Following on from part 1 of ‘Printciples of Press’ blog series, we are going to take a look at understanding the processes of print, including lithographic print and digital print. Not read our first part to introduce you to print? You can read it here.
How does the lithographic print process work?
Litho for short, lithographic printing or offset printing, is a high-quality printing process based around the idea that water and oil repel each other. Nowadays, the inks used are much more environmentally friendly rather than the oil-based products of the past, but the principle remains the same.
Ink and water are added to each of the presses colour stations. Litho relies on the transfer of ink from the plates to the paper via a rubber blanket or roller (hence the term offset). This protects the plate during the printing process by giving it a consistent surface to transfer the ink to
, before it is transferred onto the paper.
First, the designer supplies the printer with the artwork, usually as a press-ready PDF. Once the printer receives the file, using specialist software, they will separate the artwork most commonly to CMYK. This gives four colour separations which are then used to produce printing plates.
The printer uses software to lay out the artwork electronically to fit the size of paper which the press uses. Common sizes are B3 or B2 (which is similar to A3 and A2 but with an extra margin area to allow for the press to grip the paper during the printing process and for trimming afterwards).
Laying out allows the printer to economise on materials, not only saving on paper but also on the number of plates they must produce – the term for this laying out is called ‘imposition’. In the simplest example, by fitting both sides of the artwork for a four-page A5 leaflet on one side of a B3 sheet (finished 4 x A5), it means that the printer only has to produce one set of plates and not two. The leaflets will then be printed on one side of the sheet and the stack is turned over, reversed allowing the back of the paper to be printed on. This is very useful to know, because if the printer has a B2 press, they can print two different A5 4-page leaflets using only one set of plates.
Printing plates are thin, flat sheets of metal commonly made from aluminium – which are produced digitally from the design artwork. There is one plate for every colour in the design to be printed. So, for a CMYK (4-colour) job there will be a cyan, magenta, yellow and black plate with extra plates being produced for any spot colour (often a Pantone) where a client has a specific corporate colour that cannot be produced using a mix of CMYK.
Litho machines or presses come in many different sizes and formats, depending on their use, they are fed from paper on a roll (ie for newspapers) or sheet fed. Similarly, the inks are transferred by plates housed in a series of identical units. To allow full colour reproduction, presses with multiple plates/units are required and they are usually made in 4 – 7-unit formats. Each unit houses one plate and is used to print one colour.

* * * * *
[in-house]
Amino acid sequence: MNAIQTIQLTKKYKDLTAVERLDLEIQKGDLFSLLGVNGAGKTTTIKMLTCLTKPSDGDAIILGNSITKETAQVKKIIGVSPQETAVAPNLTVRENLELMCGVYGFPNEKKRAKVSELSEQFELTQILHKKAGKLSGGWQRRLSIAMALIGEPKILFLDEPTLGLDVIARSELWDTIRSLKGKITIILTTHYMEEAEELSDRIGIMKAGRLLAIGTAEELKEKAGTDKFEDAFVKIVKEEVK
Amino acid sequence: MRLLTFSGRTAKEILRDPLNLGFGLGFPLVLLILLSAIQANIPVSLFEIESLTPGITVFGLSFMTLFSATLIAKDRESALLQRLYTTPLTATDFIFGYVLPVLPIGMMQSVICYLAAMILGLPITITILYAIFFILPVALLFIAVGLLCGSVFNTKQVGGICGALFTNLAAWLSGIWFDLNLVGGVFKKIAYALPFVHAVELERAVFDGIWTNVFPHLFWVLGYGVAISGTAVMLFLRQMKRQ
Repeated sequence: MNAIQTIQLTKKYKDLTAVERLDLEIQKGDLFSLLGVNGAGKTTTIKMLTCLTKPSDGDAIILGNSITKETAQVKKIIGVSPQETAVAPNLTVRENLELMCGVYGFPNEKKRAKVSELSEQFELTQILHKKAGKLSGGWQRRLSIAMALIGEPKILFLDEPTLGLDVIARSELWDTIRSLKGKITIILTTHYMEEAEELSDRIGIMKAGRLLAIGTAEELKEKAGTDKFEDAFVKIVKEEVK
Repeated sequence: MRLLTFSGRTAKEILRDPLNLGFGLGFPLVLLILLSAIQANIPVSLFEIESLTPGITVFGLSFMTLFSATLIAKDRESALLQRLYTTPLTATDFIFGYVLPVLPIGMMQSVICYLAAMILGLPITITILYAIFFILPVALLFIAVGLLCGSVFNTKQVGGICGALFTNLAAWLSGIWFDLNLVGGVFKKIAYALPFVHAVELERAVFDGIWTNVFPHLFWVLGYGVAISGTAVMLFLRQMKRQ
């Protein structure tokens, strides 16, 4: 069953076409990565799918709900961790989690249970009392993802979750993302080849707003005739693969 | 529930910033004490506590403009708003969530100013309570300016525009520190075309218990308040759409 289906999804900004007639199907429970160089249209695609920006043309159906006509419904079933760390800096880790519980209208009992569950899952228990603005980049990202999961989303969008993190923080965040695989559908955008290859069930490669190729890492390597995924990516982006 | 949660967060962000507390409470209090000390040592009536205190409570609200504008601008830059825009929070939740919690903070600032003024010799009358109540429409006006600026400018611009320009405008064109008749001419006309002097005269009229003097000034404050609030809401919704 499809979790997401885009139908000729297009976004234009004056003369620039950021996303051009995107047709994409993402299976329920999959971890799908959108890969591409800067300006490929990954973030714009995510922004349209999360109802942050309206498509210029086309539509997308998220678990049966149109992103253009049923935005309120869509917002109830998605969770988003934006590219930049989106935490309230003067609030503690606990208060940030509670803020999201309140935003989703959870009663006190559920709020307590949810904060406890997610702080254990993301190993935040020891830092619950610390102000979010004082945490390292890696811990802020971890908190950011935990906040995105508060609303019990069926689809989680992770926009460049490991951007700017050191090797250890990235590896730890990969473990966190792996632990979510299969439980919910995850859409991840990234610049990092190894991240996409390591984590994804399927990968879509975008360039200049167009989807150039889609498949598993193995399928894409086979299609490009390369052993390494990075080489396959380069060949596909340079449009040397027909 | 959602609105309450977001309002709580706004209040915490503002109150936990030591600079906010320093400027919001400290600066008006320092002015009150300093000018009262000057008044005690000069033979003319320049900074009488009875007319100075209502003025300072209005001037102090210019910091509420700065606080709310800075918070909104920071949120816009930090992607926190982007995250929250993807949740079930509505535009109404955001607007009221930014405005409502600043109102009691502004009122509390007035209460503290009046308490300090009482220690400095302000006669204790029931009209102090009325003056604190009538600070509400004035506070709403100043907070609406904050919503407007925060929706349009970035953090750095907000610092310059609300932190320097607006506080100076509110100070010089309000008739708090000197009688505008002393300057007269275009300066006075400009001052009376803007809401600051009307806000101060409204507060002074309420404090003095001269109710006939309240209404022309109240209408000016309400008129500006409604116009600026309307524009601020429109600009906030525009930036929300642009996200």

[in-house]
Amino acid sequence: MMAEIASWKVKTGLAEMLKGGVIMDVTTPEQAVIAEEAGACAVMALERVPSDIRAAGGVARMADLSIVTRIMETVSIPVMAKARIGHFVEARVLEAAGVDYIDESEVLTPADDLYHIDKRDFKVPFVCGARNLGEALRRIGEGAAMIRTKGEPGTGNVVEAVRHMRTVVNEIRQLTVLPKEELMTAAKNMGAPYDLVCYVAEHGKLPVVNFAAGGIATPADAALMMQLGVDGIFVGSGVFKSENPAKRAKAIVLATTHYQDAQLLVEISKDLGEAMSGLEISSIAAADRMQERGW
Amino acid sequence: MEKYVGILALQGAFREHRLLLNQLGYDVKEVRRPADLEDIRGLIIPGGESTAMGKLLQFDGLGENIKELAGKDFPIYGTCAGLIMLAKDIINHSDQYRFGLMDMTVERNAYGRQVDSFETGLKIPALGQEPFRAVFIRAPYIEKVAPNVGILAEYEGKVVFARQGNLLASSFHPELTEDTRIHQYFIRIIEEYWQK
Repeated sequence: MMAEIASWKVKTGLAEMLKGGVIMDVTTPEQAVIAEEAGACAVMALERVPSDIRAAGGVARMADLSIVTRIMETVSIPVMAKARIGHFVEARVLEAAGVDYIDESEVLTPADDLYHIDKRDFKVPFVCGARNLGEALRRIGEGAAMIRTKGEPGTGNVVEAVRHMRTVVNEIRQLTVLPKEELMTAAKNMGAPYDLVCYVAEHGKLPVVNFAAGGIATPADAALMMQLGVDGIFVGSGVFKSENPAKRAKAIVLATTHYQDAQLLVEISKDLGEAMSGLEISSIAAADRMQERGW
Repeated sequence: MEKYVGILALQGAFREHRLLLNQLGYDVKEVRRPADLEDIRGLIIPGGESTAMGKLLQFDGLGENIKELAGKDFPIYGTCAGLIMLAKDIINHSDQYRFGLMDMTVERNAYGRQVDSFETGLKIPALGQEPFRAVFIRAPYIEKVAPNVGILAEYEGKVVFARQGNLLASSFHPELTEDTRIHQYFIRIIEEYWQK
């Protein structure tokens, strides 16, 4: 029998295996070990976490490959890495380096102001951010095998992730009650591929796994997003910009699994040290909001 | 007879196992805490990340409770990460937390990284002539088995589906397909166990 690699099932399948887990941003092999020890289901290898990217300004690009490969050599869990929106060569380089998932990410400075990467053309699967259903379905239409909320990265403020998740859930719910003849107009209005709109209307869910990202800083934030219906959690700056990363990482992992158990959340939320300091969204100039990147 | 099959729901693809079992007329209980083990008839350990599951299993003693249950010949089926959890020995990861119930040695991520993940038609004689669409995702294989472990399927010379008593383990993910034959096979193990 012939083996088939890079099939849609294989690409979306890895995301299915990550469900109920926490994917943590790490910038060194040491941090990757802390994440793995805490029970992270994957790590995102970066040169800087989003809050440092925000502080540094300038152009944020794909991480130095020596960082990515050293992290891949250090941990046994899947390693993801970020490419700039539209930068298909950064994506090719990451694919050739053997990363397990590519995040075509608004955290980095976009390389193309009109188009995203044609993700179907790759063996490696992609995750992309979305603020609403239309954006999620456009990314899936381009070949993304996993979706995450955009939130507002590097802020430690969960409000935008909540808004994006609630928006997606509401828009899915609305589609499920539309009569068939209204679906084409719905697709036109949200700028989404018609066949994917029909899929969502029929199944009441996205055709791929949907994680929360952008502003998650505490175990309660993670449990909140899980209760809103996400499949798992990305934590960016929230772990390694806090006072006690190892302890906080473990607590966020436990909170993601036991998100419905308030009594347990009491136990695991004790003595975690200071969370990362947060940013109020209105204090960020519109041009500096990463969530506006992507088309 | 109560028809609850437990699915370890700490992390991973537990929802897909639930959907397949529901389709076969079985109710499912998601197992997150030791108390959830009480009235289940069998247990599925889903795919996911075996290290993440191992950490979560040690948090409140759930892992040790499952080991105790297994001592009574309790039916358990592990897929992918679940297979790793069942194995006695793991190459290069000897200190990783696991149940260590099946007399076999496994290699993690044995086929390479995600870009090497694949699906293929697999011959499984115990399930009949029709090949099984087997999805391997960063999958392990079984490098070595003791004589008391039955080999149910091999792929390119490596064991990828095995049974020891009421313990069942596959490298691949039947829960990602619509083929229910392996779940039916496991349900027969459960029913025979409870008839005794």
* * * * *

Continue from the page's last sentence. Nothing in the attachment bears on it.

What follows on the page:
Digital printing process
There are a number of different techniques which fall under the term ‘digital’, but they all share the same benefit that print is produced direct from a computer design file so there is no need for the production of printing plates that are required for Litho printing.
There are great advantages to this type of printing, it is economical for small runs, easy to customise and print can be personalised. Plus, you only need to print what is required, safe in the knowledge that it can be changed easily for the next print run. However, you need to remember that digital machines can only print using four CMYK toners, they cannot print spot colours (Pantone). If you need to match a specific spot colour, you are best to go litho, no matter the quantity required.
Common digital uses would be for printing short run work, leaflets, banners and posters etc. A variety of materials can be printed on such as vinyl for banners, lorry livery, stickers, etc. Different machines cater for different sizes of artwork, from A4 leaflets right up to large format printing of banners and even building wraps.
These two different print processes are suitable for many different types of jobs and consideration should be given to which is most appropriate for your job. This can depend upon the size of your job, the size of your print run, any specialisation such as personalisation or spot colours that may be required, the urgency of your deadline and of course your budget.
In the final part of our Print Blog series, we will cover many of these considerations, looking at the advantages and disadvantages of Digital versus Litho print.